Die Antwoord

zef

Die Antwoord (Afrikaans: ‘The Answer’) is a South African rap-rave group whose style draws from the Zef counter-culture movement. Its lead vocalists are Ninja and Yo-Landi Vi$$er. DJ Hi-Tek is commonly referenced as a third member of the group, although the band blends reality with fantastical elements for artistic effect and they do not acknowledge whether DJ Hi-Tek is a real person or a character played by a variety of musicians and actors.

Die Antwoord lead vocalist Ninja was part of the South African hip-hop scene for many years, fronting acts such as The Original Evergreens, MaxNormal.TV, and The Constructus Corporation. Ninja told ‘Rolling Stone,’ ‘Everything I did before Die Antwoord was me experimenting, messing around and trying to find die antwoord… Everything before it was disposable. It was all throwaway.’

Die Antwoord’s musical and visual style incorporates elements of Zef culture, described as modern and trashy, appropriating out-of-date, discarded cultural elements. Yo-Landi said, ‘It’s associated with people who soup their cars up and rock gold and shit. Zef is, you’re poor but you’re fancy. You’re poor but you’re sexy, you’ve got style.’ Their lyrics are performed in Afrikaans, Xhosa, and English. Die Antwoord observed that journalists and critics, particularly in the United States, frequently ask if their creative output is a joke or a hoax. When asked if he was playing a character, Ninja said, ‘Ninja is, how can I say, like Superman is to Clark Kent. The only difference is, I don’t take off this fokken Superman suit.’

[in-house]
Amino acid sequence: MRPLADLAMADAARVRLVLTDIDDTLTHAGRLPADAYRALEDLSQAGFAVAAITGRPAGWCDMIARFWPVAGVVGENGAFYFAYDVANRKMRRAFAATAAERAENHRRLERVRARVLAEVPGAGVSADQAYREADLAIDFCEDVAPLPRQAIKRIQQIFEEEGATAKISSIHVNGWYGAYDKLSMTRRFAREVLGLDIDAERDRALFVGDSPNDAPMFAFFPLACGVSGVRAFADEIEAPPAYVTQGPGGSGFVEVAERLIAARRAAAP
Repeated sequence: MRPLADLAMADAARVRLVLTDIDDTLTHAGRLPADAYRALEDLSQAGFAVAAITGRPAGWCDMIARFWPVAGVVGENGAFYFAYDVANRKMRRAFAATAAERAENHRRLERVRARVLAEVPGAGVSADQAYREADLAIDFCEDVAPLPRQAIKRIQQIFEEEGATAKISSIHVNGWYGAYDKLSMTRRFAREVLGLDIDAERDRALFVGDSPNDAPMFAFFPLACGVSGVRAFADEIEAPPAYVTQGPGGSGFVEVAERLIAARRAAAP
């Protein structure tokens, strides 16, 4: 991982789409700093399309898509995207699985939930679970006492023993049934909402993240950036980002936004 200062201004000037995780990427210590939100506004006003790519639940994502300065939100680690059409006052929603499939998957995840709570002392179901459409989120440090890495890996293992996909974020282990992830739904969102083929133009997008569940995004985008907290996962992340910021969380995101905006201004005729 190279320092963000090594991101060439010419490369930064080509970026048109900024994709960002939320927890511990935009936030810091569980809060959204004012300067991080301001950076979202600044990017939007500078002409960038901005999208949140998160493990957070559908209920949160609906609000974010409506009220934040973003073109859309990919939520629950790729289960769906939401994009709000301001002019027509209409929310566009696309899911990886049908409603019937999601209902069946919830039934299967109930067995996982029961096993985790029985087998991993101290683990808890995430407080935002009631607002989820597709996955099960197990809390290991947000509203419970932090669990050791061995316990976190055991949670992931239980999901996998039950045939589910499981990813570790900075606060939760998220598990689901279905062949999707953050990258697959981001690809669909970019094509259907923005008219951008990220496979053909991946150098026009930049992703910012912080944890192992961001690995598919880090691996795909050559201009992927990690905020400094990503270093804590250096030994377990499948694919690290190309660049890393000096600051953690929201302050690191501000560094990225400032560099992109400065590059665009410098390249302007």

They have described their work as ‘documentary fiction’ and ‘exaggerated experience’ designed for shock value. Ninja told Spin: ‘People are unconscious and you have to use your art as a shock machine to wake them up. Some people are too far gone. They’ll just keep asking, ‘Is it real? Is it real?’ That’s dwanky. That’s a word we have in South Africa, ‘dwanky.’ It’s like lame. ‘Is it real?’ Dwanky. You have to be futuristic and carry on. You gotta be a good guide to help people get away from dull experience.’

Die Antwoord formed in 2008. Their debut album ‘$O$’ was made available as a free download on their official website. In 2009 South African cinematographer Rob Malpage (along with co-director Ninja) shot the video for their single ‘Enter the Ninja.’ The video features the late Cape Town artist and turntablist Leon Botha. The single ‘Evil Boy’ contained a verse by guest vocalist Wanga (a Xhosa rapper) in his native language, which rejects the traditional Xhosa passage to manhood achieved in part by circumcision, electing to remain uncircumcised; thus an ‘evil boy for life.’ Following the success of the video, Die Antwoord signed a record deal with Interscope Records. In 2010, they performed their first international concert at the Coachella Music Festival.

In November 2011, Die Antwoord left Interscope Records over a dispute concerning their upcoming album and its lead single, ‘Fok Julle Naaiers.’Vi$$er explained that Interscope ‘kept pushing us to be more generic’ in order to make more money: ‘If you try to make songs that other people like, your band will always be shit. You always gotta do what you like. If it connects, it’s a miracle, but it happened with Die Antwoord.’ Die Antwoord formed their own independent label, Zef Recordz, and released their new album ‘Ten$Ion’ through it. The release was in association with the Good Smile Company (a Japanese company that is also making Die Antwoord toys), and Downtown Records N.Y.C., which is handling the marketing and distribution for the record worldwide.

In an interview with ‘Exclaim!’ magazine, the group revealed they have a five album plan. According to Ninja, ‘We’ll be dropping films between each of the albums, feature films… We have one we’re working on for next year called ‘The Answer.’ It’s like the story of how Die Antwoord started. But that’s like, our power, and where our energy is at right now.’ They have filmed a short film for the song ‘Wat Kyk Jy?’ (Afrikaans for ‘What Are You Looking At?’) with American filmmaker Harmony Korine. The short film premiered at SXSW as ‘Umshini Wam’ and features ‘furry costumes, wheelchairs, a music video breakdown, and plenty of zef slang.’

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